British designer Tom Dixon has developed a collection of tiles for Italian brand Bisazza, featuring graphic and trompe-l'oeil patterns based on architectural features including bricks and pebble-dash walls.
The new Cementiles collection represents the first collaboration between Bisazza and Dixon's London studio, which also recently completed a nautical-themed renovation of the London Mondrian hotel.
Dixon based his designs on colours and textures found across London's built environment, which he translated into simplified graphic patterns applied to the surfaces of the cement tiles.
"London – our home city – provides all the inspiration we need for this new collection of surfaces," said Dixon. "The building blocks and the textures of this 1,000-year-old city are imprinted in this designer's mind."
"Bricks of red clay, cracked pavements and pebble-dash walls – the signatures of a crumbling capital in constant reinvention –are reworked in a graphic, pop-art style to suit the simplicity demanded by the century-old tile manufacturing process," he added.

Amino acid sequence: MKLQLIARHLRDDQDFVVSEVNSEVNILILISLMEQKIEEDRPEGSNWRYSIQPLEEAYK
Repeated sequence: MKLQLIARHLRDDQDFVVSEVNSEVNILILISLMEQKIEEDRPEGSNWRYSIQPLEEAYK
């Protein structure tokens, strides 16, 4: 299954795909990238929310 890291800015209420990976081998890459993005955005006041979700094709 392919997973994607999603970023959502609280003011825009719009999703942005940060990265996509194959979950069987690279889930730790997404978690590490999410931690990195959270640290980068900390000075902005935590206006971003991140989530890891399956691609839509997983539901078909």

Dixon developed a total of 12 patterns that are each available in a limited range of colour options. The square tiles have dimensions of 20 by 20 centimetres, while the hexagonal designs are 20 centimetres by 23 centimetres.
The Broke tiles feature a design that resembles the surfaces of cracked paving slabs, while the Void and Wall designs recall traditional brickwork.
Skew, Flip and Block feature patterns that resemble three-dimensional representations of basic building blocks.
Vents, ducts and pipes are referenced in a series of two-toned linear patterns, while the Grit design recalls pebbledash walls and other aggregate surfaces.
Dixon has recently expanded the number of accessories projects undertaken by his studio, in addition to the furniture and lighting that made him one of Britain's leading designers. Launches include a reflective copper coffee set, a collection of items for the home featuring glass barware and scent diffusers, and a range of copper stationery and containers.
Dixon's designs were developed to mark the tenth anniversary of Bisazza's London showroom and join the firm's 2016 portfolio, which includes a mosaic collection by Studio Job that features patterns depicting bones and animal skeletons.